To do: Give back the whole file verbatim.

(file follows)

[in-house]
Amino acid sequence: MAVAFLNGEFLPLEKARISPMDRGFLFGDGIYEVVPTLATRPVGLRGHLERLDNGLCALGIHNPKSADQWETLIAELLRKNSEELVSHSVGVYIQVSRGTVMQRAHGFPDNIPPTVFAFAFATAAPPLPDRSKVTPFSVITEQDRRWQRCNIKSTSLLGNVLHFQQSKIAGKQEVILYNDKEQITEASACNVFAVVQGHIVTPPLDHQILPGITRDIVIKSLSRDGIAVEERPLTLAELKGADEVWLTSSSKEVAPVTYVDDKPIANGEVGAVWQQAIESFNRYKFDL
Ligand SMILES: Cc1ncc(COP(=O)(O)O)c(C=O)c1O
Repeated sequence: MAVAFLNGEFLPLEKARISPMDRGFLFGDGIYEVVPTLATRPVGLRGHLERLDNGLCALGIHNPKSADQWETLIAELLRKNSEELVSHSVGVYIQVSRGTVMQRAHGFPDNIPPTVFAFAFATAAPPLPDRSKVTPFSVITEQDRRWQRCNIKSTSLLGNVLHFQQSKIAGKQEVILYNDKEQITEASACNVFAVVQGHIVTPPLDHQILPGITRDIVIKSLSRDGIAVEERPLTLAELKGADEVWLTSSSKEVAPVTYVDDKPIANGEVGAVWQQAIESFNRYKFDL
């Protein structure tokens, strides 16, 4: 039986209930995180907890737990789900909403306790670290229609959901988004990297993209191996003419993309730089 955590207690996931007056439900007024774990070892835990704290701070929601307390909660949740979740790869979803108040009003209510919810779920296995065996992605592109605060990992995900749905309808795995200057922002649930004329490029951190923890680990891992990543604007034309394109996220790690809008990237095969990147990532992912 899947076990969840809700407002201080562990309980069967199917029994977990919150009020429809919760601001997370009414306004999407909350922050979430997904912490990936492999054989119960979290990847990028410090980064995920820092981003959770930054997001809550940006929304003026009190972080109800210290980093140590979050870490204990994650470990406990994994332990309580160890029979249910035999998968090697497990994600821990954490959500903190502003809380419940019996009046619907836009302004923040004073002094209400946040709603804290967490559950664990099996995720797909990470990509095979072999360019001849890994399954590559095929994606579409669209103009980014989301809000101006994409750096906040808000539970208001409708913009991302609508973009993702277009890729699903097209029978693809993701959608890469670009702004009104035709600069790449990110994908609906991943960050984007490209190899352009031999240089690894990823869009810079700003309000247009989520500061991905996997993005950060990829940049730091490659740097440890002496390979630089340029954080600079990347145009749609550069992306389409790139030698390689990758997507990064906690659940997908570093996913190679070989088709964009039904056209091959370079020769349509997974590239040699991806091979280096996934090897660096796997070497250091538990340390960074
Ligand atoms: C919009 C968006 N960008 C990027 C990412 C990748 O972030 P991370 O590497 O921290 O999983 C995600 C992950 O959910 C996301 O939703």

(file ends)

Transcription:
[in-house]
Amino acid sequence: MAVAFLNGEFLPLEKARISPMDRGFLFGDGIYEVVPTLATRPVGLRGHLERLDNGLCALGIHNPKSADQWETLIAELLRKNSEELVSHSVGVYIQVSRGTVMQRAHGFPDNIPPTVFAFAFATAAPPLPDRSKVTPFSVITEQDRRWQRCNIKSTSLLGNVLHFQQSKIAGKQEVILYNDKEQITEASACNVFAVVQGHIVTPPLDHQILPGITRDIVIKSLSRDGIAVEERPLTLAELKGADEVWLTSSSKEVAPVTYVDDKPIANGEVGAVWQQAIESFNRYKFDL
Ligand SMILES: Cc1ncc(COP(=O)(O)O)c(C=O)c1O
Repeated sequence: MAVAFLNGEFLPLEKARISPMDRGFLFGDGIYEVVPTLATRPVGLRGHLERLDNGLCALGIHNPKSADQWETLIAELLRKNSEELVSHSVGVYIQVSRGTVMQRAHGFPDNIPPTVFAFAFATAAPPLPDRSKVTPFSVITEQDRRWQRCNIKSTSLLGNVLHFQQSKIAGKQEVILYNDKEQITEASACNVFAVVQGHIVTPPLDHQILPGITRDIVIKSLSRDGIAVEERPLTLAELKGADEVWLTSSSKEVAPVTYVDDKPIANGEVGAVWQQAIESFNRYKFDL
């Protein structure tokens, strides 16, 4: 039986209930995180907890737990789900909403306790670290229609959901988004990297993209191996003419993309730089 955590207690996931007056439900007024774990070892835990704290701070929601307390909660949740979740790869979803108040009003209510919810779920296995065996992605592109605060990992995900749905309808795995200057922002649930004329490029951190923890680990891992990543604007034309394109996220790690809008990237095969990147990532992912 899947076990969840809700407002201080562990309980069967199917029994977990919150009020429809919760601001997370009414306004999407909350922050979430997904912490990936492999054989119960979290990847990028410090980064995920820092981003959770930054997001809550940006929304003026009190972080109800210290980093140590979050870490204990994650470990406990994994332990309580160890029979249910035999998968090697497990994600821990954490959500903190502003809380419940019996009046619907836009302004923040004073002094209400946040709603804290967490559950664990099996995720797909990470990509095979072999360019001849890994399954590559095929994606579409669209103009980014989301809000101006994409750096906040808000539970208001409708913009991302609508973009993702277009890729699903097209029978693809993701959608890469670009702004009104035709600069790449990110994908609906991943960050984007490209190899352009031999240089690894990823869009810079700003309000247009989520500061991905996997993005950060990829940049730091490659740097440890002496390979630089340029954080600079990347145009749609550069992306389409790139030698390689990758997507990064906690659940997908570093996913190679070989088709964009039904056209091959370079020769349509997974590239040699991806091979280096996934090897660096796997070497250091538990340390960074
Ligand atoms: C919009 C968006 N960008 C990027 C990412 C990748 O972030 P991370 O590497 O921290 O999983 C995600 C992950 O959910 C996301 O939703």